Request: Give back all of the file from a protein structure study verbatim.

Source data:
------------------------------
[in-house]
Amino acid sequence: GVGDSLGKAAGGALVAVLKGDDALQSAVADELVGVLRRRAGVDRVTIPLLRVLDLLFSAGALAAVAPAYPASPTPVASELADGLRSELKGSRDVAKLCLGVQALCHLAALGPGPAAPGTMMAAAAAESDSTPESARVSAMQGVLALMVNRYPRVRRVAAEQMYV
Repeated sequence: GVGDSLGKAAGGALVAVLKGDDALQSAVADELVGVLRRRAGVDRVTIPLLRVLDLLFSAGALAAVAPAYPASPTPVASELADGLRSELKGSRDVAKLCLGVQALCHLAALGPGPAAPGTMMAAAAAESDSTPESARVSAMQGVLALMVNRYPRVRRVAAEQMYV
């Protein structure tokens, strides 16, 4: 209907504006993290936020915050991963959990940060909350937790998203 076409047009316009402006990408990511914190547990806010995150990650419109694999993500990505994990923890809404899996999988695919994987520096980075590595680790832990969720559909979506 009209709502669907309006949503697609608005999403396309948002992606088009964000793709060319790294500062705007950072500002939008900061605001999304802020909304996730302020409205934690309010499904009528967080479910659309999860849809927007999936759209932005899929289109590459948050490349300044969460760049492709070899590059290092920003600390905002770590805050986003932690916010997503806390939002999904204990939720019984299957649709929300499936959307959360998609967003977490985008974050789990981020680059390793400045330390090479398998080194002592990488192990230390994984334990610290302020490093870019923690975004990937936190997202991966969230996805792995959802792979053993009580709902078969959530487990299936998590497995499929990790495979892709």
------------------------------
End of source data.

[in-house]
Amino acid sequence: GVGDSLGKAAGGALVAVLKGDDALQSAVADELVGVLRRRAGVDRVTIPLLRVLDLLFSAGALAAVAPAYPASPTPVASELADGLRSELKGSRDVAKLCLGVQALCHLAALGPGPAAPGTMMAAAAAESDSTPESARVSAMQGVLALMVNRYPRVRRVAAEQMYV
Repeated sequence: GVGDSLGKAAGGALVAVLKGDDALQSAVADELVGVLRRRAGVDRVTIPLLRVLDLLFSAGALAAVAPAYPASPTPVASELADGLRSELKGSRDVAKLCLGVQALCHLAALGPGPAAPGTMMAAAAAESDSTPESARVSAMQGVLALMVNRYPRVRRVAAEQMYV
């Protein structure tokens, strides 16, 4: 209907504006993290936020915050991963959990940060909350937790998203 076409047009316009402006990408990511914190547990806010995150990650419109694999993500990505994990923890809404899996999988695919994987520096980075590595680790832990969720559909979506 009209709502669907309006949503697609608005999403396309948002992606088009964000793709060319790294500062705007950072500002939008900061605001999304802020909304996730302020409205934690309010499904009528967080479910659309999860849809927007999936759209932005899929289109590459948050490349300044969460760049492709070899590059290092920003600390905002770590805050986003932690916010997503806390939002999904204990939720019984299957649709929300499936959307959360998609967003977490985008974050789990981020680059390793400045330390090479398998080194002592990488192990230390994984334990610290302020490093870019923690975004990937936190997202991966969230996805792995959802792979053993009580709902078969959530487990299936998590497995499929990790495979892709």